GALLERIES/Daxer & Marschall
PROVENANCE:Lily Christiansen-Agoston, Berlin and Bad Aussee (1941/2-1950);
Wolfgang Gurlitt, Bad Aussee (1950);
Galerie Wilhelm Grosshennig, Düsseldorf;
Galerie Gans, Munich (1959);
Georg Schäfer private collection, Schweinfurt (inv. 83358721)
German private collection.
Max Liebermann, Neue Galerie der Stadt Linz (now Lentos Kunstmuseum Linz), September-October 1947, no. 148, repr.;
Der Garten des Künstlers: zum Gemälde ‘Die Blumenterrasse im Wannseegarten nach Nordwesten’, Museum Georg Schäfer, Schweinfurt 2001, no. 25, repr. p. 30;
Im Garten von Max Liebermann, Hamburger Kunsthalle and Alte Nationalgalerie, Berlin, 2004-5, no. 10, repr. p. 91
FURTHER INFORMATION:'Ille terrarum mihi praeter omnes angulus ridet' [Horace]
(Max Liebermann in a letter to Julius Elias dated 11 July 1921)
Horace's celebrated remark encapsulates the depth of Max Liebermann's attachment to the gardens of his summer residence on the shore of Berlin's Grosser Wannsee. Here, he found sources of creative inspiration as well as refuge from hectic city life. He went on to produce a vast body of work documenting the variety and detail of every inch of his Wannsee gardens - compelling visual evidence of its immense importance to him.
In 1909, Liebermann acquired one of the last available lakeside plots in what was then one of Berlin's most fashionable villa districts, the 'Colonie Alsen' in Wannsee. He decided to build a summer residence for his family and entrusted the architect Otto Baumgarten with the construction of a small villa in neoclassical style. The family moved into the villa in July 1910 and in the following twenty years spent their summers there. For the rest of his career, Liebermann's preferred subjects - in addition to close family members - were to be the villa and its gardens.
The gardens were designed by the landscape architect Alfred Brodersen and modelled on ideas suggested by Liebermann and his friend Alfred Lichtwark. A leading garden-design reformer, Lichtwark was also director of the Kunsthalle in Hamburg. The property was around 7,000 square meters in area and oblong in shape. It was divided into two parts, each with a number of separate areas - one part, on the front or street side, with a functional kitchen garden and adjoining it, a cottage-style flower garden and its lush herbaceous border; and the other, on the lakeside, with a flower terrace, three rectangular 'hedge gardens', a birch grove and a large expanse of lawn providing an open view out across the lake.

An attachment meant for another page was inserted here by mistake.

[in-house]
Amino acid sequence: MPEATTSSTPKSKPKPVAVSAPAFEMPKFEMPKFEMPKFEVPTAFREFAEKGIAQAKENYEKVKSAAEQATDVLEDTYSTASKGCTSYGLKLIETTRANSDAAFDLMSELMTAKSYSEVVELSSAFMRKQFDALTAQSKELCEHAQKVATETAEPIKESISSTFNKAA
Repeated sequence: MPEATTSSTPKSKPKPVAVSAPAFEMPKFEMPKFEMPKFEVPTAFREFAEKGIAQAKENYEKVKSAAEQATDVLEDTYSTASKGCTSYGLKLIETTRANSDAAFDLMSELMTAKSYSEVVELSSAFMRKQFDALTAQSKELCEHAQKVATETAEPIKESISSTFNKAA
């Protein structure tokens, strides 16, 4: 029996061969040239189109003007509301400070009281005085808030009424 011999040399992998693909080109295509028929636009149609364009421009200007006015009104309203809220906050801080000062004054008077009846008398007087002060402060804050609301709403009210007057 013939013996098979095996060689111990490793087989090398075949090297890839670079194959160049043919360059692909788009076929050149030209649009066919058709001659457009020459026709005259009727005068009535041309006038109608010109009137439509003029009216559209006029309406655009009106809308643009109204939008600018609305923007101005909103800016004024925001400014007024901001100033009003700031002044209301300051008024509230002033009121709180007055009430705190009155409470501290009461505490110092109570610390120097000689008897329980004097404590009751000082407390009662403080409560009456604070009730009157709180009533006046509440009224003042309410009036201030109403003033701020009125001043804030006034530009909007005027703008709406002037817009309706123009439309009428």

The flower terrace linked the villa with the lawn as it stretched out towards the shore and is particularly prominent as a subject in the large body of work Liebermann produced at Wannsee. In each of these versions, he highlights a fresh aspect of the subject and selects a different section as his motif, changing his viewpoint, altering his position. Each version is a work of art in its own right. Nothing is replicated.
The present painting was executed in 1917. The perspectival effect of the compositional structure focuses on the yellows and blues of formally arranged flower beds. Each spring, Liebermann would have the beds planted with yellow and blue pansies. Their geometric arrangement, the sharp diagonals formed by the paths and the line of the terrace wall create a powerful sense of spatiality. A dark tree trunk - cut off by the upper edge of the image - leans into the composition at the left. It cuts across the villa's lower facade and ground-floor shutters, acting as a compositional device to counterbalance the steep diagonals formed by the path. At the far right is August Gaul's Otter Fountain, set in front of a lilac bush with billowing blooms of purple and white. Liebermann had given the fountain to his wife, Martha, as a Christmas present in 1909.
Liebermann had completed two thematically related paintings a year earlier (Eberle 1916/18 and 1916/19). They demonstrate how varied his handling of the subject was, how he selected different sections of it and adopted different viewpoints. The paintings also display distinctive differences in terms of colour. In the present work, a figure - absent from the two earlier versions - is shown tending flowers by the right wall of the terrace.
A distinguishing feature of the painting is the use of freely applied impasto, particularly in the handling of the flowers and shrubs. Although botanical accuracy was not Liebermann's objective, depictions of formal characteristics remained precise. He painted en plein-air in the Wannsee gardens, only working in fine, sunny weather: As soon as the weather allows one to work outdoors again I will begin work on a new painting [...]. Unlike Monet, it was not so much the changes in the time of day and the seasons that interested him, but rather the richness and chromatic variety of nature.